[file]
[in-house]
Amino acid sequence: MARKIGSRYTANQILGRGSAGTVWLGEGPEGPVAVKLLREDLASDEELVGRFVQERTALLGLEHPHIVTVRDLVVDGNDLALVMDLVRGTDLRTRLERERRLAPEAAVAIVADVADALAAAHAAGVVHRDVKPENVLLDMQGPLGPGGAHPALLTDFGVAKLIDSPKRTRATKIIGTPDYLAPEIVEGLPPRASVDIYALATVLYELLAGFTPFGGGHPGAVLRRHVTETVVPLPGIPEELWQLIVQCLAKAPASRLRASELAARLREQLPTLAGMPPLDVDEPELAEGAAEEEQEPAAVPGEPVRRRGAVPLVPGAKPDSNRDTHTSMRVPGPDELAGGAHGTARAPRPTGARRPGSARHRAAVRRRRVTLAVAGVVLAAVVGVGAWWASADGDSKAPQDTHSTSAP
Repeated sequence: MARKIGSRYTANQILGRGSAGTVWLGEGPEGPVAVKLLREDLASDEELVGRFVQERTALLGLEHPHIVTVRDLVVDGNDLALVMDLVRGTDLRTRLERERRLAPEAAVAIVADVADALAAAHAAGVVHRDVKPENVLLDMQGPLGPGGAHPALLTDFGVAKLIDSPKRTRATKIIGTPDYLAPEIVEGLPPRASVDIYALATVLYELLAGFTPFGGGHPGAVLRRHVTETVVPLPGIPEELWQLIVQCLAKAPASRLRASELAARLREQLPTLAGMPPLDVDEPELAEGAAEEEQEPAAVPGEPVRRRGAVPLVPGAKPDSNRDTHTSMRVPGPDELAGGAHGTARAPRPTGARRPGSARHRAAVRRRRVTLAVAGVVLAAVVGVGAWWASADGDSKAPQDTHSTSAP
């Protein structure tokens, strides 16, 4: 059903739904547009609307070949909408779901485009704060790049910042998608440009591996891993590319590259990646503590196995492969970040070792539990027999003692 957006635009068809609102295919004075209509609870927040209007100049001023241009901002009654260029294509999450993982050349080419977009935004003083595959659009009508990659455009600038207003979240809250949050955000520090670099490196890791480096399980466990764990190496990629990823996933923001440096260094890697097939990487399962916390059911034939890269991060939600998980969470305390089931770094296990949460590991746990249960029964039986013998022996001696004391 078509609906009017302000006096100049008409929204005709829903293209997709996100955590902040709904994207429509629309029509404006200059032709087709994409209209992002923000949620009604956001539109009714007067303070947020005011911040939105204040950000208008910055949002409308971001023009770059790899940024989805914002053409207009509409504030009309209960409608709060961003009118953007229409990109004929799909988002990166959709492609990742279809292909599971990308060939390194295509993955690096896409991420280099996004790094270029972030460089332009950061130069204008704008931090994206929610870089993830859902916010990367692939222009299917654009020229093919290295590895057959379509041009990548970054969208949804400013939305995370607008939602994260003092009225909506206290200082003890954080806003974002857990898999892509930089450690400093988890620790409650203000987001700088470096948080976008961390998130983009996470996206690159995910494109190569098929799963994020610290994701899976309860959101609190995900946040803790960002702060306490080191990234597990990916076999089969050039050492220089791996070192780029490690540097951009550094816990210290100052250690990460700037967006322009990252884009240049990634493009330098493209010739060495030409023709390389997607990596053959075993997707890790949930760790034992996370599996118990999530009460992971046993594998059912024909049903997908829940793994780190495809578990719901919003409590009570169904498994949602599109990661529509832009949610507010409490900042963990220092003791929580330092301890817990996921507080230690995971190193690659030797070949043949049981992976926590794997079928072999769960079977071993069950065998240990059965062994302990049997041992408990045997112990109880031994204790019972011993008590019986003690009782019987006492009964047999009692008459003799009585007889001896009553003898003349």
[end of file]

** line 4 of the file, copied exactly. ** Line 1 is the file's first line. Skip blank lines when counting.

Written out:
């Protein structure tokens, strides 16, 4: 059903739904547009609307070949909408779901485009704060790049910042998608440009591996891993590319590259990646503590196995492969970040070792539990027999003692 957006635009068809609102295919004075209509609870927040209007100049001023241009901002009654260029294509999450993982050349080419977009935004003083595959659009009508990659455009600038207003979240809250949050955000520090670099490196890791480096399980466990764990190496990629990823996933923001440096260094890697097939990487399962916390059911034939890269991060939600998980969470305390089931770094296990949460590991746990249960029964039986013998022996001696004391 078509609906009017302000006096100049008409929204005709829903293209997709996100955590902040709904994207429509629309029509404006200059032709087709994409209209992002923000949620009604956001539109009714007067303070947020005011911040939105204040950000208008910055949002409308971001023009770059790899940024989805914002053409207009509409504030009309209960409608709060961003009118953007229409990109004929799909988002990166959709492609990742279809292909599971990308060939390194295509993955690096896409991420280099996004790094270029972030460089332009950061130069204008704008931090994206929610870089993830859902916010990367692939222009299917654009020229093919290295590895057959379509041009990548970054969208949804400013939305995370607008939602994260003092009225909506206290200082003890954080806003974002857990898999892509930089450690400093988890620790409650203000987001700088470096948080976008961390998130983009996470996206690159995910494109190569098929799963994020610290994701899976309860959101609190995900946040803790960002702060306490080191990234597990990916076999089969050039050492220089791996070192780029490690540097951009550094816990210290100052250690990460700037967006322009990252884009240049990634493009330098493209010739060495030409023709390389997607990596053959075993997707890790949930760790034992996370599996118990999530009460992971046993594998059912024909049903997908829940793994780190495809578990719901919003409590009570169904498994949602599109990661529509832009949610507010409490900042963990220092003791929580330092301890817990996921507080230690995971190193690659030797070949043949049981992976926590794997079928072999769960079977071993069950065998240990059965062994302990049997041992408990045997112990109880031994204790019972011993008590019986003690009782019987006492009964047999009692008459003799009585007889001896009553003898003349």